Food Sources of Vitamin B6 include: fortified cereal, barley, buckwheat, avocados, baked potato with the skin, beef, poultry, salmon, bananas, green leafy vegetables, beans, nuts, sunflower seeds.

Choline and Betaine:

Choline is also a water soluble essential nutrient that is frequently grouped with the rest of the B vitamins. Choline is found throughout the body but is particularly important within the brain. Choline as a high dose supplement may cause mood symptoms in people at risk for unstable moods. It is a precursor for the brain neurotransmitter acetylcholine. Betaine is a metabolite of choline. Spinach and beets are rich in betaine. Good sources of choline include egg yolks, soy beans, beef, poultry, seafood, green leafy vegetables and cauliflower.

/Disclosure: This information is provided for educational purposes and is not intended to provide individual health guidance. Please see a health professional for individual health care purposes./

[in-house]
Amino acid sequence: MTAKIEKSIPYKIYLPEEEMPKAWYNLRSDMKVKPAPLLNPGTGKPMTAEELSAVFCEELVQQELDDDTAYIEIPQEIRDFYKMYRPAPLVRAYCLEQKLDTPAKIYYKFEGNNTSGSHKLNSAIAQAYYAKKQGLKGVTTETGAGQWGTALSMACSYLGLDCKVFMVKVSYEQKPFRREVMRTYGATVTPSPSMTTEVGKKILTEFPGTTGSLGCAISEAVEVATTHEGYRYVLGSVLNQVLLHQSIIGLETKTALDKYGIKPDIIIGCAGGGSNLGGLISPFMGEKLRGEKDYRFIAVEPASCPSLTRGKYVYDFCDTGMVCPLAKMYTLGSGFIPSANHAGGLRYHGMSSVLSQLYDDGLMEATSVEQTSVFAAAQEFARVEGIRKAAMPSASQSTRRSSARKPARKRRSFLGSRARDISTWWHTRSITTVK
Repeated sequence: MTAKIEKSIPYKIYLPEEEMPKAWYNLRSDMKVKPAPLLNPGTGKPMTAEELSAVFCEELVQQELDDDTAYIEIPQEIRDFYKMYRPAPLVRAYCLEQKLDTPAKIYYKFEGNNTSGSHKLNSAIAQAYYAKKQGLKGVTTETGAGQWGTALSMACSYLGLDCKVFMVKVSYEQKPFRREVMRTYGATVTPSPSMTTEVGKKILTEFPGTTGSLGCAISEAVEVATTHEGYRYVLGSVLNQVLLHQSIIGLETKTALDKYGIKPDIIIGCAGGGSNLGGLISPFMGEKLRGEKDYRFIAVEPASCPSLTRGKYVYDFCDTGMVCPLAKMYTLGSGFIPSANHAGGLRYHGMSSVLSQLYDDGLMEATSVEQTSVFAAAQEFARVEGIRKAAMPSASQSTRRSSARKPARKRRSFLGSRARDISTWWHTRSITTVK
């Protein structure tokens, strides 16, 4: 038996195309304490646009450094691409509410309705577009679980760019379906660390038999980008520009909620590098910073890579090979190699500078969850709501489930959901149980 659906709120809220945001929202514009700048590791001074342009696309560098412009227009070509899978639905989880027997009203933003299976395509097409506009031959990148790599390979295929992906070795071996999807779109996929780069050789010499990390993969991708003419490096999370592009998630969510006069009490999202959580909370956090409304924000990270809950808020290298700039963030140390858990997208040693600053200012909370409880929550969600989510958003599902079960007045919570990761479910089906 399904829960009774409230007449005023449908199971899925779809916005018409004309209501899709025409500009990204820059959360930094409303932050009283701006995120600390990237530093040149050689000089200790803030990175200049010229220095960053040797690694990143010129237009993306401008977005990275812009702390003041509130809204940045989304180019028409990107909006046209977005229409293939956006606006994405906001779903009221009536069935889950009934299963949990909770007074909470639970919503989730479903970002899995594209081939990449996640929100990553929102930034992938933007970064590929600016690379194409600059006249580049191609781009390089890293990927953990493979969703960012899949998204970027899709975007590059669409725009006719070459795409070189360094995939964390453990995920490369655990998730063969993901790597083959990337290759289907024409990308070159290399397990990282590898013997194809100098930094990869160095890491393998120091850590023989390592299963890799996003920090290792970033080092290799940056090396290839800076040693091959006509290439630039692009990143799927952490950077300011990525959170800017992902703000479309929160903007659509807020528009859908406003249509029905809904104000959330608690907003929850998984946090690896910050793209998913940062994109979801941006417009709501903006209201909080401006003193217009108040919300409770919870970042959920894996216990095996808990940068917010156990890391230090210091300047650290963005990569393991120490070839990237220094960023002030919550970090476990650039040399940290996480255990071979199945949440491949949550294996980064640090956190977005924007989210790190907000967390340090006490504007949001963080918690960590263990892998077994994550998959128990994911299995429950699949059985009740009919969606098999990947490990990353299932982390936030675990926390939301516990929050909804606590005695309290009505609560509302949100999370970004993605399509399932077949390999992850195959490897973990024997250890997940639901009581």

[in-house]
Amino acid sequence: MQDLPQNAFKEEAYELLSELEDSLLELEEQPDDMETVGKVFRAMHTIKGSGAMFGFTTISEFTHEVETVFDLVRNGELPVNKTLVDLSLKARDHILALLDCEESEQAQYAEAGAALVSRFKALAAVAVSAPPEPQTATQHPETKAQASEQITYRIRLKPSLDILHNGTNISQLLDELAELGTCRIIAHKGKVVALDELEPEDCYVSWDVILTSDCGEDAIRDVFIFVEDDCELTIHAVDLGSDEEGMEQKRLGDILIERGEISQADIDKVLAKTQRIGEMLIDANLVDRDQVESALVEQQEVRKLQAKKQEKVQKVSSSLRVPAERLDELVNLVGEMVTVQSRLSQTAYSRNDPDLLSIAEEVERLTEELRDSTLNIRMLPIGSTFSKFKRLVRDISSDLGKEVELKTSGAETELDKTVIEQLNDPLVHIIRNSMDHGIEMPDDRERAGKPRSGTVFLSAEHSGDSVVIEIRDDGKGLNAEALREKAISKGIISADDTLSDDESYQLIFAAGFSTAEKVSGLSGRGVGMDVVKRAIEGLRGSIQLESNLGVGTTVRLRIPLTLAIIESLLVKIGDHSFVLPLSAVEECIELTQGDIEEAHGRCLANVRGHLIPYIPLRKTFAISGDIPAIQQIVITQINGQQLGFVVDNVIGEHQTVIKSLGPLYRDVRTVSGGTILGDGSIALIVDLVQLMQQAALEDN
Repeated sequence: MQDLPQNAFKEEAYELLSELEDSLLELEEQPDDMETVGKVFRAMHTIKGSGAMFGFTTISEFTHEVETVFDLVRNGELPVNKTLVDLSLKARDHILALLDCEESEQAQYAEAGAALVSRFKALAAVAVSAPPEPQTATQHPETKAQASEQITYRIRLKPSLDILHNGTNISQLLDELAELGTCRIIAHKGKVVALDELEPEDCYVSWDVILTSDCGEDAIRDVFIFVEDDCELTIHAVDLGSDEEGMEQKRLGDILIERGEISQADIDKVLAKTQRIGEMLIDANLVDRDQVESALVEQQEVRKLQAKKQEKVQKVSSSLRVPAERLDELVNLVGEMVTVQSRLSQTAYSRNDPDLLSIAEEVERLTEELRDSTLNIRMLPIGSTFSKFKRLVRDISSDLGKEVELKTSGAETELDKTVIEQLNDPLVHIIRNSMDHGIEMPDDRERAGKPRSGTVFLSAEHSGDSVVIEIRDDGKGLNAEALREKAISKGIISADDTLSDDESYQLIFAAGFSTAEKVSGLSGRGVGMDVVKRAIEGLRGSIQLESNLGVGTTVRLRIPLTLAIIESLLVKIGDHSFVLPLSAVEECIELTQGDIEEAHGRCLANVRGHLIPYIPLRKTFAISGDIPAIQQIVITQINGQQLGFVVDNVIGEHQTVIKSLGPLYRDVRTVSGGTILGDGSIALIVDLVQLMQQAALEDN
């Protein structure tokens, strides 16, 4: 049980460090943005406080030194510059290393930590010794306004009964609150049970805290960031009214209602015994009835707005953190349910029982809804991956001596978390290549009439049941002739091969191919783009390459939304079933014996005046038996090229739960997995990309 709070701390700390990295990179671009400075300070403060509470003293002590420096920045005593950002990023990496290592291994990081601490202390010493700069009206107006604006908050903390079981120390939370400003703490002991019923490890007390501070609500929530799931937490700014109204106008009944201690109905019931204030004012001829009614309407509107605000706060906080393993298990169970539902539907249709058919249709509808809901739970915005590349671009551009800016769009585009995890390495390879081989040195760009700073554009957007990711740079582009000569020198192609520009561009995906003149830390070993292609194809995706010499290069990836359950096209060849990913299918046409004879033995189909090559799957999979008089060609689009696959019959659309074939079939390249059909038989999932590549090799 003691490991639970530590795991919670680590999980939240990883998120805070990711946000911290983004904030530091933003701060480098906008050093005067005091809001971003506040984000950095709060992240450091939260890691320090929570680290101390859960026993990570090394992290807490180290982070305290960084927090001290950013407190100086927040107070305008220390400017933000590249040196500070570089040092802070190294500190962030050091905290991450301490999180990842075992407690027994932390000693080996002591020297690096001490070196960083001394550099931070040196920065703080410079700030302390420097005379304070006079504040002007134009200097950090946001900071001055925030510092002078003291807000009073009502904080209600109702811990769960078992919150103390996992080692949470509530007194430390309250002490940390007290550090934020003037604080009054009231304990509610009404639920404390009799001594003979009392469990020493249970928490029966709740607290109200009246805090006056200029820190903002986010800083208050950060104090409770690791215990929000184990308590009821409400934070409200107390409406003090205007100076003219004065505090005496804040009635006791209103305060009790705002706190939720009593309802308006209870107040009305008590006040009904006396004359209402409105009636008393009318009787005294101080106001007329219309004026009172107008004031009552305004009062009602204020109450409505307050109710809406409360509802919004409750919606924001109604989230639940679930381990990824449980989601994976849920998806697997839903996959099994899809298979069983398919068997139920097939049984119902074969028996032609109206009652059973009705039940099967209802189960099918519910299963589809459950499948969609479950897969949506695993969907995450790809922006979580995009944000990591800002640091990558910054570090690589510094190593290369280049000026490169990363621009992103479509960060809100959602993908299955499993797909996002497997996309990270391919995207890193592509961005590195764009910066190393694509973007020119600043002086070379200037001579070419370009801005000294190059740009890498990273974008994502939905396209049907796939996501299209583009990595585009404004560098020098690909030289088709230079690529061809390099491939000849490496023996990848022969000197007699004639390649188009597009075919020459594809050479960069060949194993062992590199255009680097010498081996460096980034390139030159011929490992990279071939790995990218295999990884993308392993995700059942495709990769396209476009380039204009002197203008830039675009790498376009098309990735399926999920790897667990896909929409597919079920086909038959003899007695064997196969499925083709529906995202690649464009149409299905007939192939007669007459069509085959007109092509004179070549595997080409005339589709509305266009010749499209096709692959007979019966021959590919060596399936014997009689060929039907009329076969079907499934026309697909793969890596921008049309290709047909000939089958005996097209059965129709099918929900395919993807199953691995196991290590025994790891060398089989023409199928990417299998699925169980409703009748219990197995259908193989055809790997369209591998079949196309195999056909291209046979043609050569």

1. Kyung E. Rhee, et al., Early Determinants of Obesity: Genetic, Epigenetic, and In Utero Influences, International Journal of Pediatrics, Vol. 2012
  2. J. Higdon & V. Drake,  An Evidence-based Approach to Vitamins and Minerals:  Health Benefits and Intake Recommendations, 2nd Ed., (Thieme, Stuttgart / New York, 2012)
  3. “Choline” on []
  4. Betaine,” (Feb. 11, 2012) PubMed Health: []  *link not working, part of the information is available here: []
  5. Rebecca J. Schmidt, et. al. , “Prenatal vitamins, one-carbon metabolism gene variants, and risk for autism,” Epidemiology. 2011 Jul; 22(4): 476–485. []
  6. MTHFR C677T Mutation: Basic Protocol,”